For most characters, motivations are driven by family of origin issues. This includes far more than one's relationship with parents. Sibling relationships and one's place in the family pecking order can be strong influences on characters.
Dr. Kevin Lehman's The Birth Order Book looks at the particular pressures of being first born, middle, last born or only child. He goes on to discuss how the family dynamic tends to shape relational styles and personality development for each birth order position. He concludes that these early relationships shape not only the family dynamic but also how each individual relates to people outside the family. He observes that first borns and only children tend to be achievement oriented, natural leaders who desire affirmation from authority figures. Middle borns, he says, are laid back, excel at mediating and developing consensus and tend to be more open with friends than with family. He observes that last borns are creative, rebellious and often rely on humor and charm to get along in the world.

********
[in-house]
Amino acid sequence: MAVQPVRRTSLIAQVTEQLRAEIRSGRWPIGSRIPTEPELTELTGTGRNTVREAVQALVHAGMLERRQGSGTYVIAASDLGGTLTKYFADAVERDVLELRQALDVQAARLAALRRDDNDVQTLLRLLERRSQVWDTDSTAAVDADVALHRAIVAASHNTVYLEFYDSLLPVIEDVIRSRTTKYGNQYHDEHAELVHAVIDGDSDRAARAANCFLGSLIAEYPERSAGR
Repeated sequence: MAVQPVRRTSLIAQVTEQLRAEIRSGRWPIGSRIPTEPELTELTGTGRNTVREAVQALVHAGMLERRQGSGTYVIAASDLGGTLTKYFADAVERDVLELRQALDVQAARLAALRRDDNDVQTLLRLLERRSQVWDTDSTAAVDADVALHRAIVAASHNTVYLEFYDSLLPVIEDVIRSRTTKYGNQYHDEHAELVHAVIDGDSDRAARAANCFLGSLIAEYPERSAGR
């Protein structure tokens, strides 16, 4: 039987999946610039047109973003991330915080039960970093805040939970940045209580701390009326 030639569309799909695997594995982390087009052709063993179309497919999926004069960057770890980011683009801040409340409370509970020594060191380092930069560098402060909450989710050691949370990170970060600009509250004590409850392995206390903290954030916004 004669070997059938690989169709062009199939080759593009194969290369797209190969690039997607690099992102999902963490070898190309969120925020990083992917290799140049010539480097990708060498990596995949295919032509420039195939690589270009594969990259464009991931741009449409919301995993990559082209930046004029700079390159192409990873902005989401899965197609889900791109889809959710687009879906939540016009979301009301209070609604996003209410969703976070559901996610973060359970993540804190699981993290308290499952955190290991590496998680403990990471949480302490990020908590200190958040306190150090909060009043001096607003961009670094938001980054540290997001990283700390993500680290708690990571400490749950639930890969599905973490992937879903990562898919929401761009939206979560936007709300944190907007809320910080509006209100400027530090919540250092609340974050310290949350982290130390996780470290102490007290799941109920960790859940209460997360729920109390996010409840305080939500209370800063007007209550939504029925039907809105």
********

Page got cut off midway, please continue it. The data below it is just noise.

I'm not in any position to critique the science here, though more recent studies, like the ones reported in this Time article, do seem to back up his observations. I've simply found the book helpful in the character development process. When I think through the backstory of any character, birth order has a place and can subtly bring verisimilitude to the story. In Bring to Light, when I needed a likeable guy friend character who would respond with gentleness and humor to my protagonist's plight, I made him a last born with older sisters. My protagonist's workaholic mom is, of course, a first born. Her laid-back dad, the youngest of two.